Five Things I Learned from Reading Sapiens

A book review of Sapiens: A Brief History of Humankind by Yuval Noah Harari

As a part of my book reading system, I list five key concepts I want to remember from every book I read. This article lists my top five nuggets of wisdom from Sapiens by Yuval Noah Harari.

5. The power of shared fictions

The success of homo sapiens relies on the ability to create “shared fictions.” Shared fictions are commonly held beliefs in fictional entities. For example, belief in the power of money is a “shared fiction”: dollar bills themselves are meaningless pieces of paper without the financial institution’s promise. In early history, these shared fictions were centered around polytheistic gods, but in modern day society they include companies, morals, and political systems. These systems allow our species to operate more efficiently and collaboratively.

4. Luxuries become necessities

Throughout Sapiens, there’s a persistent theme about how humans continue to allow their luxuries to become necessities.

Wheat domesticated humans as humans domesticated wheat.

Wheat farming was beneficial for sedentary lifestyles — but after humans established sedentary lifestyles, they had no choice but to continue farming, else return to their nomad days. In this manner, wheat farming, which was meant to be an advantage, became a necessity for homo sapiens, since they no longer wanted to return to their older lifestyle.

Similarly, writing allowed humans to store ideas and thoughts outside of their brains. This is greatly helpful to pass information from generation to generation, and to record financial transactions. However, as writing’s popularity grew, it not only became a necessity for all transactions and information storage, but it also has actually changed the way homo sapiens think. A similar effect occurs today in the Google Era, where we no longer remember information snippets, instead remembering where to obtain the information.

3. Everything is “natural”

Harari breaks down what it means for something to be “natural” (for instance, with respect to homosexuality).

“In truth, our concepts ‘natural’ and ‘unnatural’ are taken not from biology, but from Christian theology. The theological meaning of ‘natural’ is ‘in accordance with the intentions of the God who created nature… To use [our body] differently than God intends is ‘unnatural.’ But evolution has no purpose.”

Instead, he argues, everything we do is technically “natural” — nothing we do as a species can be biologically unnatural, since everything is derived from nature.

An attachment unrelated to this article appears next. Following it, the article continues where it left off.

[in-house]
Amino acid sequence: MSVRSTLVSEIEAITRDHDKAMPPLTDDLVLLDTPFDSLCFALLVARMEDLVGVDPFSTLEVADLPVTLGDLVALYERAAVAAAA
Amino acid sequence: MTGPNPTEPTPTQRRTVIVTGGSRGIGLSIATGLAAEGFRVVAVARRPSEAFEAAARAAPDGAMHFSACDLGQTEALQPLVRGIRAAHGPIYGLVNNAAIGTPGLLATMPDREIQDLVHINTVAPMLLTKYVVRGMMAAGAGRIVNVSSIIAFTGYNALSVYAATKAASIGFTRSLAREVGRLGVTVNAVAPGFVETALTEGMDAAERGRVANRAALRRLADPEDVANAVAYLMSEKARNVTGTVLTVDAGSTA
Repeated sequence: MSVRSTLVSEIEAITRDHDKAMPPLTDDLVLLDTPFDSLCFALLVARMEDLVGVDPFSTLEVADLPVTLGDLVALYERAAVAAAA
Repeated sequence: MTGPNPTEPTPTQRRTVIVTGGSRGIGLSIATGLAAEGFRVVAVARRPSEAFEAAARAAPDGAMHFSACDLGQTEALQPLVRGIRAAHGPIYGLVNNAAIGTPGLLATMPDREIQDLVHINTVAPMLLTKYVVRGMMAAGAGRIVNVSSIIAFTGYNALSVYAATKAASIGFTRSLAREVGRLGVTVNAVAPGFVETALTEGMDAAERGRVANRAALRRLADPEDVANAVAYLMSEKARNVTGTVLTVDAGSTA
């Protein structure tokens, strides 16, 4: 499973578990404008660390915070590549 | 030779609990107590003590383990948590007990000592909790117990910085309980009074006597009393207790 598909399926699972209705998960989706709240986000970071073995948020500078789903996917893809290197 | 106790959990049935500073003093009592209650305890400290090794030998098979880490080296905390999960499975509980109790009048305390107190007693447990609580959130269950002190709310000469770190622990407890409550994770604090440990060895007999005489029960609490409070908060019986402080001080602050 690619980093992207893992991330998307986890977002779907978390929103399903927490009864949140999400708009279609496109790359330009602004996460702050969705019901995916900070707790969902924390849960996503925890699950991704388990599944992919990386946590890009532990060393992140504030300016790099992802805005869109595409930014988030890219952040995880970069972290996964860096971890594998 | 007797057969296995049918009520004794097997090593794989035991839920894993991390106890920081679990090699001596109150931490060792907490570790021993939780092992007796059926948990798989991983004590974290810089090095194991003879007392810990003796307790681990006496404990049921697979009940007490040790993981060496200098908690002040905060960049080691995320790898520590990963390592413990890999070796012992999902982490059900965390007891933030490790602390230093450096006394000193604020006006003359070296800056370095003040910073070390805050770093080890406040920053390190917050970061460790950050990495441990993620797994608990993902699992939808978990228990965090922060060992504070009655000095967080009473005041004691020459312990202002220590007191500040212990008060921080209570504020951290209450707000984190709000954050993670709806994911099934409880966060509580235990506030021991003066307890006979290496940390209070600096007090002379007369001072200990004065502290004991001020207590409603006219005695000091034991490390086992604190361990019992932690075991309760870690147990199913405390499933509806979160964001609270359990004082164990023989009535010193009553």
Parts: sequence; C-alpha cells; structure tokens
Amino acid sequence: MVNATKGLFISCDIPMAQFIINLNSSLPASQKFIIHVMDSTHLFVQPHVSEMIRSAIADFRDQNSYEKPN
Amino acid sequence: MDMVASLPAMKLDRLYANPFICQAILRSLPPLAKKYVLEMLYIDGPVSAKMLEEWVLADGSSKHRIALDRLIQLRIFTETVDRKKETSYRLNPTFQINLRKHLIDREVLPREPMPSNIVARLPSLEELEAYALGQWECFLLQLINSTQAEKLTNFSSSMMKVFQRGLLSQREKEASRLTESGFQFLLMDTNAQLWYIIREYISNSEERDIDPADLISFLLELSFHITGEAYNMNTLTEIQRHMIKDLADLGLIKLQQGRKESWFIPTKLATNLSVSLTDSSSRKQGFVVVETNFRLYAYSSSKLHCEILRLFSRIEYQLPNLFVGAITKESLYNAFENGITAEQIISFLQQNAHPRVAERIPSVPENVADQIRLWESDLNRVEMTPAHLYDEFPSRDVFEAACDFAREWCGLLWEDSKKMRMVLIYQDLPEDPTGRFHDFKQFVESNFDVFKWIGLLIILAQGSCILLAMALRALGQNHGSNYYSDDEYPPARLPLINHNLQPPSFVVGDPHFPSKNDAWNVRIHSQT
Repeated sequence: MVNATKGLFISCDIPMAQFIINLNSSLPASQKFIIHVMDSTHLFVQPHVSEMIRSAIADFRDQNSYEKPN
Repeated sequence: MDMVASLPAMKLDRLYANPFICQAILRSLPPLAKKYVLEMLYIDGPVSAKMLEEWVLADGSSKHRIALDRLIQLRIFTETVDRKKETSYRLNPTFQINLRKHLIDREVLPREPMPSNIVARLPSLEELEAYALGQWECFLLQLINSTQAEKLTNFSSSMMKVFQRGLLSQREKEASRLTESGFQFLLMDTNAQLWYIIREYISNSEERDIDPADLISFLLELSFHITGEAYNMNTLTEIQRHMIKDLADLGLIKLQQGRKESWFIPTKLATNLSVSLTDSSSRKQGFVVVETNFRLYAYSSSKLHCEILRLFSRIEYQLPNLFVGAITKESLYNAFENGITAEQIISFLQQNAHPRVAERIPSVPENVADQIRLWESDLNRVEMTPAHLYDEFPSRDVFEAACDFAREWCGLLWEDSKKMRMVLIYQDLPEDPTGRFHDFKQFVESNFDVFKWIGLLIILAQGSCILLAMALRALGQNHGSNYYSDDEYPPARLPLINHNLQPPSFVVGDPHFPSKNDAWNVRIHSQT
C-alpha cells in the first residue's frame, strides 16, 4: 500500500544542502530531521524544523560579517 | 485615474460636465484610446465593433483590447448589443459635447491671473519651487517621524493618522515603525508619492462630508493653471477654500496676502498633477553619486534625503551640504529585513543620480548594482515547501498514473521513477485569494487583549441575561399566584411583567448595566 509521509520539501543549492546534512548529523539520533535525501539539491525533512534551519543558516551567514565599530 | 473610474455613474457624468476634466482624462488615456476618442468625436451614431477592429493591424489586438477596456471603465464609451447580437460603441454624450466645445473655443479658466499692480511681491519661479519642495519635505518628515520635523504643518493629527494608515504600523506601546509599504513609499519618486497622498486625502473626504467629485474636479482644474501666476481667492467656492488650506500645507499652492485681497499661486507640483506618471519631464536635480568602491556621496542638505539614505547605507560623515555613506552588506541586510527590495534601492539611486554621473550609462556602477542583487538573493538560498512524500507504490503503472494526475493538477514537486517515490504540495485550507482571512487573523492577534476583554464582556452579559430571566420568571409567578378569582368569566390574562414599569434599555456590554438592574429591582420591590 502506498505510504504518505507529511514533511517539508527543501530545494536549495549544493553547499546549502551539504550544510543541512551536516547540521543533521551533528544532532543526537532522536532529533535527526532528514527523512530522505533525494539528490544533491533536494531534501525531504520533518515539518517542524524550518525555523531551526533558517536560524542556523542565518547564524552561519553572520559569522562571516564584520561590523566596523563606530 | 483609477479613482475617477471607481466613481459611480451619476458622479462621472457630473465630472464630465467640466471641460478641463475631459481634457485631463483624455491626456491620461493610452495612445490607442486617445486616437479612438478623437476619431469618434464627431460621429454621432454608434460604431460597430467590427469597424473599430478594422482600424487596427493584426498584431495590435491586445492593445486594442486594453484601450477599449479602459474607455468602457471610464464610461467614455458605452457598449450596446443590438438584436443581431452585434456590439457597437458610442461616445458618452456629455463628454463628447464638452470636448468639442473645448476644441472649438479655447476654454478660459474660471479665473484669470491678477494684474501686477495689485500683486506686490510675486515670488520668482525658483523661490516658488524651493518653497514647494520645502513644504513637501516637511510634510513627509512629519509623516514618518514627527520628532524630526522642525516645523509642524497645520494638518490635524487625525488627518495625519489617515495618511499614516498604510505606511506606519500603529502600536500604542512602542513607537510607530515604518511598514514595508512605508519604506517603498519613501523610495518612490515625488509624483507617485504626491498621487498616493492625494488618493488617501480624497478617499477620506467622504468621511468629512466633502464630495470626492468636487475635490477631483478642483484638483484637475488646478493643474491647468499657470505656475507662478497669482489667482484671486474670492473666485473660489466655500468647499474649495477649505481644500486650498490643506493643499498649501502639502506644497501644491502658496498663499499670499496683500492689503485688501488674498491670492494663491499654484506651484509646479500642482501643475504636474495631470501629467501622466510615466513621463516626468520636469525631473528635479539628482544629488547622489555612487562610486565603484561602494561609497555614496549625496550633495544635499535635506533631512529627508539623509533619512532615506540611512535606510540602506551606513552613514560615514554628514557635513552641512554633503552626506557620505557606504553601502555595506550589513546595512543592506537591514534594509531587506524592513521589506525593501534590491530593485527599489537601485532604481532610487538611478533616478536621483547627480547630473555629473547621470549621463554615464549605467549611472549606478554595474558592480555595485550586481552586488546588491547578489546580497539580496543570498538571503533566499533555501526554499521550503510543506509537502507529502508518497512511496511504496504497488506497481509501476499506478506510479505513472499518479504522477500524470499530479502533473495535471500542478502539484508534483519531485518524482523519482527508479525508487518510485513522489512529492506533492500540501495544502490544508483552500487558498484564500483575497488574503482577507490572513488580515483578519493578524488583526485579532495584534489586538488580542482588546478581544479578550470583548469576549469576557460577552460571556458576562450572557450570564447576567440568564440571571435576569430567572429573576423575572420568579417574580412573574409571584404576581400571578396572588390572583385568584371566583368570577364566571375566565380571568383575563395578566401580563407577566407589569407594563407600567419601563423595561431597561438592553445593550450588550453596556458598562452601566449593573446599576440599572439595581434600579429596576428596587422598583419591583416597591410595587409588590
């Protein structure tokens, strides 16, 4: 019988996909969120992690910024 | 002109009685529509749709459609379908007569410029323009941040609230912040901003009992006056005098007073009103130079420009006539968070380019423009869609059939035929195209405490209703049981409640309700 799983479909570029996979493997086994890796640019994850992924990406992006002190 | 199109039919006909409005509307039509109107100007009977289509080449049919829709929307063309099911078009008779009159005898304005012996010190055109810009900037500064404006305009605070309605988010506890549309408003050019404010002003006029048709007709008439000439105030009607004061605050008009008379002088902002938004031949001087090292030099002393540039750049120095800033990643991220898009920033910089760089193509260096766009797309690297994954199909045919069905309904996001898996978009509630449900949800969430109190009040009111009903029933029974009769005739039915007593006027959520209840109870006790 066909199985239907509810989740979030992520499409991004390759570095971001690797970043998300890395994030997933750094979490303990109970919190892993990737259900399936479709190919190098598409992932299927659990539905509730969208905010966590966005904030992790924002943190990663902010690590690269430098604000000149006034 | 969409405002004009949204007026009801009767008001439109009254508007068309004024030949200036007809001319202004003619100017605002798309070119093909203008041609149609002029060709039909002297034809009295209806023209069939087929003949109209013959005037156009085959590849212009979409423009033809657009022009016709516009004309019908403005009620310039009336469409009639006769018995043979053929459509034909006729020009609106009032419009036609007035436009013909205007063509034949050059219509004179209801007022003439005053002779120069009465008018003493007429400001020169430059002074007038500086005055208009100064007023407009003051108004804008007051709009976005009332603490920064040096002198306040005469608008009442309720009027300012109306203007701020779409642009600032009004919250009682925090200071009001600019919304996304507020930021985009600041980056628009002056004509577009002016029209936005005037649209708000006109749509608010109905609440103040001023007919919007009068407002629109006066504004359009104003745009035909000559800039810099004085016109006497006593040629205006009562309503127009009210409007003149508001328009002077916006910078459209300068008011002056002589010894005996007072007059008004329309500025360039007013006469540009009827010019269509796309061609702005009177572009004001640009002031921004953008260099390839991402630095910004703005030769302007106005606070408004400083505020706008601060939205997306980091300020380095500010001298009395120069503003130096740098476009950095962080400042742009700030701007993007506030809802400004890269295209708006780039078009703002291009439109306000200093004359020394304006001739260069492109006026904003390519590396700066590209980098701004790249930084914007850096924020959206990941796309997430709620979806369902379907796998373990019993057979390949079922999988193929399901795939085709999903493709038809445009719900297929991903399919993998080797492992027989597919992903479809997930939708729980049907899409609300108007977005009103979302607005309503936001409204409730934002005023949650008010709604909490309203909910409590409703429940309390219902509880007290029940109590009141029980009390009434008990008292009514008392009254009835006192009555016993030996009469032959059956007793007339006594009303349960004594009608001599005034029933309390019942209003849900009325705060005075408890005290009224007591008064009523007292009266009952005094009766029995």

2. Spreadability and favorability are distinct

“The currency of evolution is neither hunger nor pain, but rather copies of DNA helixes.”

Very often, we mistake the spreadability of an idea with whether or not it’s beneficial. This comes up in several instances throughout history.

Farming was spreadable because it allowed families to feed more children, thereby increasing reproductive rates. However, the average farmer worked harder for more hours than the average forager, and ate a less nutritious diet. As Harari mentions, “The Agricultural Revolution was history’s biggest fraud.” It’s success was more due to the ease with which it replicated more homo sapiens, thereby allowing it spread more, despite detracting from humans’ quality of life.

Monotheism is more spreadable than polytheism. When two humans of opposing polytheistic views encounter one another, it’s still possible to allow their gods to coexist. However, monotheism often includes “spreading the word” as a key doctrine. When a monotheist meets a polytheist, there isn’t any room for compromise, and the monotheist is incentivized to convert the polytheist, thereby spreading the religion more.

1. Happiness’s relationship to meaningfulness

Harari covers several theories of happiness. One such tenable theory is that happiness is closely tied to meaningfulness.

“The scientist who says her life is meaningful because she increases the store of human knowledge, the soldier who declares that his life is meaningful because he fights to defend his homeland, and the entrepreneur who finds meaning in building a new company are no less delusional than their medieval counterparts who found meaning in reading scriptures, going on a crusade or building a new cathedral.”

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